EU delays decision on China market economy status
(BRUSSELS) - The EU on Wednesday said it would wait until later this year to decide if China should finally be considered a real market economy, a status keenly sought by Beijing that would make it harder for Europe to limit its cheap exports.
China, the world's manufacturing powerhouse, but where the state still plays a huge role in running the economy, wants the designation from the European Union as it campaigns to win over the 162-country World Trade Organization.
"We will come back to it later because the (Commission) president very clearly concluded that this issue has to be looked at from all important angles given the subject's importance for international trade, but also for the EU's economy," European Commission vice-president Frans Timmermans said after a special debate on the issue.
The question should be put back on the table sometime in the second half of 2016, he added.
Crucially, winning market economy status would allow China to use its own calculations when fighting off accusations lodged at the WTO that it dumps cheap exports onto the world market at far below domestic prices.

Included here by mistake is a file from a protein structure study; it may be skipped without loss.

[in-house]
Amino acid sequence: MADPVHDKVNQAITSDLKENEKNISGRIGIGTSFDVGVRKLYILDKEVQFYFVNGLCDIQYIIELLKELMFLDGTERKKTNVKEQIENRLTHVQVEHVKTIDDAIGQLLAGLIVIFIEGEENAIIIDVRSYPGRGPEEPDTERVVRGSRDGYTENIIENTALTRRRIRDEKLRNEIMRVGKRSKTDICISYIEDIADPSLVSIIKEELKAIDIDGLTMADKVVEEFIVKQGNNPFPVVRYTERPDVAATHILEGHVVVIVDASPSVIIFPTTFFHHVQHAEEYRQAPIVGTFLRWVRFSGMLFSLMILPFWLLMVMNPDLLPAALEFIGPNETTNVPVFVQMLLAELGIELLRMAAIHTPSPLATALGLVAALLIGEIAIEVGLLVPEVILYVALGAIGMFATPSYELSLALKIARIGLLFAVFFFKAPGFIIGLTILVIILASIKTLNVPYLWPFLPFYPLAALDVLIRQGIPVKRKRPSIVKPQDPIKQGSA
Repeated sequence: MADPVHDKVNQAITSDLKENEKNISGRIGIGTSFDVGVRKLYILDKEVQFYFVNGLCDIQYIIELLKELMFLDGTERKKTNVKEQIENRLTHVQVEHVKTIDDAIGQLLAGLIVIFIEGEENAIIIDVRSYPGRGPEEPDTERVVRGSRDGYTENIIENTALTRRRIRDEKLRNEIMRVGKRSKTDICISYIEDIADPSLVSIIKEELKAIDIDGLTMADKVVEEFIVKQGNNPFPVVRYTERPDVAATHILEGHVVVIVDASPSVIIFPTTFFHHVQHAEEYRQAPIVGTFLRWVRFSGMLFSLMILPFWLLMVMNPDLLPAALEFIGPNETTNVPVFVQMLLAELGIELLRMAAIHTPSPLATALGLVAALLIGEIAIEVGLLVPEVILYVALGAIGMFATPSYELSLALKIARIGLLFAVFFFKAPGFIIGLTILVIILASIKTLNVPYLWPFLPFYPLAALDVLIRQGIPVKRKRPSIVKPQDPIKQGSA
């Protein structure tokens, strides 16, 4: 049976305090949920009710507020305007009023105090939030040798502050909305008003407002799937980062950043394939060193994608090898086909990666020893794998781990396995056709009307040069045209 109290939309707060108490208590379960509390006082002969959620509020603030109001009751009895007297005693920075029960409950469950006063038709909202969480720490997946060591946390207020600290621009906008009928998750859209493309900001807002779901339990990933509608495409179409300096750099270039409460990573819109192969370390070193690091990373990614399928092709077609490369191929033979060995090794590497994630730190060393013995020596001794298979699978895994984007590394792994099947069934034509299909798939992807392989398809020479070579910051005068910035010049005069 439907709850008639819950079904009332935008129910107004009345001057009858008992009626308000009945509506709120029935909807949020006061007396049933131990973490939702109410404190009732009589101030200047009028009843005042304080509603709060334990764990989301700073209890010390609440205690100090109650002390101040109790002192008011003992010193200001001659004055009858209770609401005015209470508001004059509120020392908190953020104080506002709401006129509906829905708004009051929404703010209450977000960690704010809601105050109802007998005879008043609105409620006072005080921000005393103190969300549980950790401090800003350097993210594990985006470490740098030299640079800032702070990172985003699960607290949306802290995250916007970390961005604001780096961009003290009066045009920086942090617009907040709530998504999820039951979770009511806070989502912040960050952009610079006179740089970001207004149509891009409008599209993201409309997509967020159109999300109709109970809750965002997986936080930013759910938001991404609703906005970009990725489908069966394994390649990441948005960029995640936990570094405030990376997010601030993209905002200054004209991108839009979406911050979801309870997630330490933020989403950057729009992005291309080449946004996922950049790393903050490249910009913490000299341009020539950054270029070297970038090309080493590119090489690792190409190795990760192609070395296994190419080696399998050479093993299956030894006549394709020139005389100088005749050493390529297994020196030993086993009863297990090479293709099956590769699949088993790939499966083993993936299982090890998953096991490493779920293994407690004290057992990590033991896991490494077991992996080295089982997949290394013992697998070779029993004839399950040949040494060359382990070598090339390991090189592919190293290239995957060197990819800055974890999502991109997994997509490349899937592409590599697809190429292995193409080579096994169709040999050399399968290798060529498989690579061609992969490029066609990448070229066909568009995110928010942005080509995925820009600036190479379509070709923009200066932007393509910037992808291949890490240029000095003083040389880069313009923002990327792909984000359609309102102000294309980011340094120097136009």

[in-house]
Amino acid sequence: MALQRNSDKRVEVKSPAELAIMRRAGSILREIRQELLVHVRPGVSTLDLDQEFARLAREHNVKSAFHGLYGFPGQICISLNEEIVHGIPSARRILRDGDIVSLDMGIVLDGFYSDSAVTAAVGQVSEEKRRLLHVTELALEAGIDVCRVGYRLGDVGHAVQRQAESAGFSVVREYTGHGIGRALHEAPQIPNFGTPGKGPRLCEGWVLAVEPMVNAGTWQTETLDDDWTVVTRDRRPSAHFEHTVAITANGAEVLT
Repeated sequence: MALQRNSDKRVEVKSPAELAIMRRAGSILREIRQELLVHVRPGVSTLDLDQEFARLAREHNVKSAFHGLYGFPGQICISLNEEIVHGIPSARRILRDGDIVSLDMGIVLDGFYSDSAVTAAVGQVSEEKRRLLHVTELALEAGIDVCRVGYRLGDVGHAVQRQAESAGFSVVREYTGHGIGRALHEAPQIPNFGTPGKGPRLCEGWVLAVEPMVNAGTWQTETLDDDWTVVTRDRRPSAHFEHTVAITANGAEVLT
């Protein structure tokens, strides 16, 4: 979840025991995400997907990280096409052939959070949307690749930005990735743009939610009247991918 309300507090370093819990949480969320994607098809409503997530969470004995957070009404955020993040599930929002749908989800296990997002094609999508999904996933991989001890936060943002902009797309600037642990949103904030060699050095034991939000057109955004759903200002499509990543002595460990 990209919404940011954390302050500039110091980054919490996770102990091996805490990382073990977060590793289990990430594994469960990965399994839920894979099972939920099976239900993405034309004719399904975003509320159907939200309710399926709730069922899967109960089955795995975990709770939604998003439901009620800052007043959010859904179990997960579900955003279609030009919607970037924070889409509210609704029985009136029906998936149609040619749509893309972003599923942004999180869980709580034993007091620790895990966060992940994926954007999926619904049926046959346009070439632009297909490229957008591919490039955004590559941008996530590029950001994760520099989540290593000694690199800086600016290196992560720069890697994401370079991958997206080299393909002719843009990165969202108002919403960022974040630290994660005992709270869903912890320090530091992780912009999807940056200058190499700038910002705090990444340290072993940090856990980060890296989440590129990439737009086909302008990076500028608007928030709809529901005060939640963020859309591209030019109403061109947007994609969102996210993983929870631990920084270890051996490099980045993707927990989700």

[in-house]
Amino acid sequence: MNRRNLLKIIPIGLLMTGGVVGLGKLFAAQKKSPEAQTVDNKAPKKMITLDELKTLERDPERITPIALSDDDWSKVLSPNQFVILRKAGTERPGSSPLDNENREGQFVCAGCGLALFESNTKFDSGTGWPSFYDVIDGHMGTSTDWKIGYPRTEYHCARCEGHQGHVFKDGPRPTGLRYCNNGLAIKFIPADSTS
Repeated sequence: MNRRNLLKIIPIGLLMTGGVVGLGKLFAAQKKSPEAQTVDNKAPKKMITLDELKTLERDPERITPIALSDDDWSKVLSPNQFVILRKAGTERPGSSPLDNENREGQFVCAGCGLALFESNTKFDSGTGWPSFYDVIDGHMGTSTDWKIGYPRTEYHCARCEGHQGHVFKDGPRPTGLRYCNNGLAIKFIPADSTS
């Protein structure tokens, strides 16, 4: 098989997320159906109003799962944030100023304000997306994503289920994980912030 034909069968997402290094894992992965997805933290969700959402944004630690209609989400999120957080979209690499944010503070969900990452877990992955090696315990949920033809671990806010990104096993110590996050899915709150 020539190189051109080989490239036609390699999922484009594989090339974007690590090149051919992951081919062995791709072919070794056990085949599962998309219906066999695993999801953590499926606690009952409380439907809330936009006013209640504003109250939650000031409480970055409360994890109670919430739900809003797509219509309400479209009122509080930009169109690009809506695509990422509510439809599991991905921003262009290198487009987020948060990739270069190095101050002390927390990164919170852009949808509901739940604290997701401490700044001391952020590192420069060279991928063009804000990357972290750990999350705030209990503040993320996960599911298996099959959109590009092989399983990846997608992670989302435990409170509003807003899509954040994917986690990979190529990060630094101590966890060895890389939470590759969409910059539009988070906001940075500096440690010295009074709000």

There are currently 52 anti-dumping measures in force against China in the EU, mainly covering key industries steel, mechanical engineering, chemicals and ceramics, according to EU data.
They would all be in jeopardy if the status change for China goes through.
Brussels is caught in a bind between satisfying its second biggest trade partner and the world's emerging superpower, and taking a step that would make it more difficult for member countries to use tariffs to protect their domestic businesses.
Beijing, furiously fighting a slowing domestic economy, is pushing to win the status change after being denied it repeatedly since joining the WTO in 2001.
China was given 15 years to come up to scratch and allow market forces free rein in what is still nominally a Communist country.
Beijing says that WTO statutes mean that it should automatically get the change at the end of the year and the EU is trying to determine whether it will agree.
"There is no automatic decision in favour of China," a European source told AFP, adding that the matter would be approached carefully.
European manufacturers across the board insist on maintaining the status quo, a stance supported by the United States and Canada.
The Washington-based Economic Policy Institute (EPI) projects that if market economy status were to be granted, EU economic output could be reduced by nearly two percent a year, with millions of jobs lost.